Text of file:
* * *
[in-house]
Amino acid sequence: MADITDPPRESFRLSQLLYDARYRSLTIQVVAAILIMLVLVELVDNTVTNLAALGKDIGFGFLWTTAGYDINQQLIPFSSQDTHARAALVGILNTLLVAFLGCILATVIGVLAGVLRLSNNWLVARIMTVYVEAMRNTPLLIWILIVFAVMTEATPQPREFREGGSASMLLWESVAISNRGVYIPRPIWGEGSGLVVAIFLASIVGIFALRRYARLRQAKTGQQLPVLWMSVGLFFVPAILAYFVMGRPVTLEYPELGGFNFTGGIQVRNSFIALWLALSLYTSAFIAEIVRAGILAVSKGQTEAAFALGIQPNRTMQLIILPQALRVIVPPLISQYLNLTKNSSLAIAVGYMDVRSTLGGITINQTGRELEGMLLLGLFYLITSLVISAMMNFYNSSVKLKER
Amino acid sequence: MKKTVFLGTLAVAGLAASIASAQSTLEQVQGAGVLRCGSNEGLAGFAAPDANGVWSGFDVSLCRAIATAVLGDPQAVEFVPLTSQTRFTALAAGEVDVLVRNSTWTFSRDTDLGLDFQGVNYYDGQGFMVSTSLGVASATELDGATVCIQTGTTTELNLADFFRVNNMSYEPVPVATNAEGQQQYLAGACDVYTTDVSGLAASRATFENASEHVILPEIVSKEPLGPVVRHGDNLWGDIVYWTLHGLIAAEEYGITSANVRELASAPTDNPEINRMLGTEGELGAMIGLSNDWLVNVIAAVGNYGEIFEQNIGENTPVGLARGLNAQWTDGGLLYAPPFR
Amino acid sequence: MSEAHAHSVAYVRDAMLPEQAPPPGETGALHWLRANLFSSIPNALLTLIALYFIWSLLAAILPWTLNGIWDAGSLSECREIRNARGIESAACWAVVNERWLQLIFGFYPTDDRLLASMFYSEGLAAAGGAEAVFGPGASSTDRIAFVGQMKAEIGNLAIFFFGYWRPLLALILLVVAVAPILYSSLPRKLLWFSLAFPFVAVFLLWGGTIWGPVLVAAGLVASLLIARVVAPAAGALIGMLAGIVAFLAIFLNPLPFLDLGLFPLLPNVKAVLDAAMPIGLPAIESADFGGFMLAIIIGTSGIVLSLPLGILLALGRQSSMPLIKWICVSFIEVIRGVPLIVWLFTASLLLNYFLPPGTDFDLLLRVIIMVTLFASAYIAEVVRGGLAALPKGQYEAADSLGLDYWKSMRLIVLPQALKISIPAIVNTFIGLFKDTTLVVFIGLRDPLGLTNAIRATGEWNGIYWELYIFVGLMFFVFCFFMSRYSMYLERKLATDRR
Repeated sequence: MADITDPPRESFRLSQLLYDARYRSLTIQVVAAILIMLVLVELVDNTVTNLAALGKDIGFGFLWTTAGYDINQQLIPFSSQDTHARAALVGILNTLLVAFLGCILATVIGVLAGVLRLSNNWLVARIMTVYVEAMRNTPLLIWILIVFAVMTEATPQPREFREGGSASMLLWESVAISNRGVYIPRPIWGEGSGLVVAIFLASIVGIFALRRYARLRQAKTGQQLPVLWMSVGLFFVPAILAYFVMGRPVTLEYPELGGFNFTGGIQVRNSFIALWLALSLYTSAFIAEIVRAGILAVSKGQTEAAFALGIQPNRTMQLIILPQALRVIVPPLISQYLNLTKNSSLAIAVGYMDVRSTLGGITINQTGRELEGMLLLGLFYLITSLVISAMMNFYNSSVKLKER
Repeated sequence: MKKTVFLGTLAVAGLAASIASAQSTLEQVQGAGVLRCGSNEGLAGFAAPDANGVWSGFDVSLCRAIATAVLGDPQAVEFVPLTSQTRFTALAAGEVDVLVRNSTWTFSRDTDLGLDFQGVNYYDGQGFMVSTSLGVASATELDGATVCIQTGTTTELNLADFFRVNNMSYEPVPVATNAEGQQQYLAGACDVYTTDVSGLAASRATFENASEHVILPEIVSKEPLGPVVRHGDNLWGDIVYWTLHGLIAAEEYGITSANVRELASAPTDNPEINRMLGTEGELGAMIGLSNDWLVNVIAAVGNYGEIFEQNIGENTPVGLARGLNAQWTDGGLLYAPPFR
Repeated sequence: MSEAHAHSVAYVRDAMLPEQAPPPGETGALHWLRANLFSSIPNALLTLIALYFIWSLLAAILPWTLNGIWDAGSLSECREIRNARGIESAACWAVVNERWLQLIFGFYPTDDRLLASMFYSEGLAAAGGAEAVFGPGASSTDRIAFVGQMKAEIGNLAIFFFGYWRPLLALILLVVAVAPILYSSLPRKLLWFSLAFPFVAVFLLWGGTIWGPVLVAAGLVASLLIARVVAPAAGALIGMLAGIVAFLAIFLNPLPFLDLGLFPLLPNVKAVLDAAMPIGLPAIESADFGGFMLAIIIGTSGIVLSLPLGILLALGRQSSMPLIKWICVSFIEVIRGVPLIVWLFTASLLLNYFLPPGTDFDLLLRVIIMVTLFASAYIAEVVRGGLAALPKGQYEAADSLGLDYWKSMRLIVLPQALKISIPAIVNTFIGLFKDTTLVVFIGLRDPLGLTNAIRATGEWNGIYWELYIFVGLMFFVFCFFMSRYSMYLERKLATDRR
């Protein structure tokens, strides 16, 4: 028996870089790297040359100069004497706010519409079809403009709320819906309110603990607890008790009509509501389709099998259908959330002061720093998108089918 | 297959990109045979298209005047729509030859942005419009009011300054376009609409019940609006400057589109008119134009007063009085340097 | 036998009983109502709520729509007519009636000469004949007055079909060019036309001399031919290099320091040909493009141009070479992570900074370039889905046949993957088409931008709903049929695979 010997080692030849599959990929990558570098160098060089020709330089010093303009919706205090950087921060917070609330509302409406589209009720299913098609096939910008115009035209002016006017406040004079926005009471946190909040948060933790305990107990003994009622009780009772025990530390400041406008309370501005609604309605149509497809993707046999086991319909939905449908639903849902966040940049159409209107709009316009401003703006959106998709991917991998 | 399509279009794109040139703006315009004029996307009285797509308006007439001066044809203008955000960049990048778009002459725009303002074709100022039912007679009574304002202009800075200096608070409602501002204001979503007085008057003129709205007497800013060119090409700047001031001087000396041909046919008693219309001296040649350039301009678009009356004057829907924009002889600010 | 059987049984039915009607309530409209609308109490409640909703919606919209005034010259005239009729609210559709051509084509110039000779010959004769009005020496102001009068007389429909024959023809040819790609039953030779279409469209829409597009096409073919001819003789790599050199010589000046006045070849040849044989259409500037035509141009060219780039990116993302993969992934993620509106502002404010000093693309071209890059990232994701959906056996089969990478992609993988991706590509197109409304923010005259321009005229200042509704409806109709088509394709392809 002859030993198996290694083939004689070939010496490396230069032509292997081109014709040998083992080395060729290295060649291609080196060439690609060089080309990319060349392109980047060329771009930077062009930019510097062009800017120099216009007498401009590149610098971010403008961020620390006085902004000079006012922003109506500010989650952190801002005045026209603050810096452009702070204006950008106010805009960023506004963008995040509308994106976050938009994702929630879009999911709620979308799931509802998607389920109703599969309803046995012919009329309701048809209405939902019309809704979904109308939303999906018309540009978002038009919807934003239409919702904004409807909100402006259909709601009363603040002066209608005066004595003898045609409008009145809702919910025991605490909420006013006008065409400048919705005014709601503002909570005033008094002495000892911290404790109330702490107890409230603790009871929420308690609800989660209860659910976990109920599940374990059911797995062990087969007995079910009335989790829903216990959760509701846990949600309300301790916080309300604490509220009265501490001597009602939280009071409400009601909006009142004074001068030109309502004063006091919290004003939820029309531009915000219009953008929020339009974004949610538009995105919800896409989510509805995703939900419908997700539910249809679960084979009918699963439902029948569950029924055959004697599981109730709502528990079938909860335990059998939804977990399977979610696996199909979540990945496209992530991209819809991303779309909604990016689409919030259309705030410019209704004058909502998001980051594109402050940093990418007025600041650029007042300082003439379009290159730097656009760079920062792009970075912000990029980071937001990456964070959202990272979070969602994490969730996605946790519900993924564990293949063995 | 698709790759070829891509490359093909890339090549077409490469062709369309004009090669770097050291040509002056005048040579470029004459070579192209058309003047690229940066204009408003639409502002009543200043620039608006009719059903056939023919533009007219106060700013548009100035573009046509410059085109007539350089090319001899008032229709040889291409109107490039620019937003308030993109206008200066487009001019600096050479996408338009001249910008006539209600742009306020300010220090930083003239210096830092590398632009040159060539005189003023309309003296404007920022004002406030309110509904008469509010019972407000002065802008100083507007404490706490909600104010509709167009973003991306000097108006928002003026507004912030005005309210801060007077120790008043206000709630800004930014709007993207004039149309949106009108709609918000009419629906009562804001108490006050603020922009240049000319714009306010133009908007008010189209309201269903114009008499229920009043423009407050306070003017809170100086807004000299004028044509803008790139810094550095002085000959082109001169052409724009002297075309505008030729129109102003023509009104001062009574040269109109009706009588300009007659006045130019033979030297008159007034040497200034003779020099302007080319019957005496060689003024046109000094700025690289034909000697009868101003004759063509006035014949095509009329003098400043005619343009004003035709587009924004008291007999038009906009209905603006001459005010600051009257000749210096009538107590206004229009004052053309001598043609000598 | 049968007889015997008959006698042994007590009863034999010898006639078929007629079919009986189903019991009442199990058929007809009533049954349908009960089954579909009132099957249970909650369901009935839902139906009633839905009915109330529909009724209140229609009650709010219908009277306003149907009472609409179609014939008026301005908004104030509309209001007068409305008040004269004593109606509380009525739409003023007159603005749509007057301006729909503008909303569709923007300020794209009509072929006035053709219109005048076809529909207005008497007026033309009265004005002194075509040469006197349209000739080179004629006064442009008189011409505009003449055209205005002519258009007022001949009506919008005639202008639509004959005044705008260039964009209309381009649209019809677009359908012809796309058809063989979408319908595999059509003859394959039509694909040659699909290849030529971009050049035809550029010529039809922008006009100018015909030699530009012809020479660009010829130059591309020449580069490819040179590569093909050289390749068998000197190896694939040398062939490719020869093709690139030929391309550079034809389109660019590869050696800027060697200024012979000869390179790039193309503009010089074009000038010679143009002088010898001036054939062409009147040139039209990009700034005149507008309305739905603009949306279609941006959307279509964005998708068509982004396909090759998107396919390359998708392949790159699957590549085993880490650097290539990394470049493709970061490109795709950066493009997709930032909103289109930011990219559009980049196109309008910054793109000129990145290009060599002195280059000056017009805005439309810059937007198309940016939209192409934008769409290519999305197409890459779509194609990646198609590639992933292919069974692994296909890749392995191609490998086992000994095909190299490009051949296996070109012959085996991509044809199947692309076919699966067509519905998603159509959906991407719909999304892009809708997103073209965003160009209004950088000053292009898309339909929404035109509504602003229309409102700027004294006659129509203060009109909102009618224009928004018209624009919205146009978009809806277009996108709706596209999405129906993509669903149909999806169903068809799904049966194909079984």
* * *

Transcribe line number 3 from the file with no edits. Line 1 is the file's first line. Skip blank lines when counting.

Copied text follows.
Amino acid sequence: MKKTVFLGTLAVAGLAASIASAQSTLEQVQGAGVLRCGSNEGLAGFAAPDANGVWSGFDVSLCRAIATAVLGDPQAVEFVPLTSQTRFTALAAGEVDVLVRNSTWTFSRDTDLGLDFQGVNYYDGQGFMVSTSLGVASATELDGATVCIQTGTTTELNLADFFRVNNMSYEPVPVATNAEGQQQYLAGACDVYTTDVSGLAASRATFENASEHVILPEIVSKEPLGPVVRHGDNLWGDIVYWTLHGLIAAEEYGITSANVRELASAPTDNPEINRMLGTEGELGAMIGLSNDWLVNVIAAVGNYGEIFEQNIGENTPVGLARGLNAQWTDGGLLYAPPFR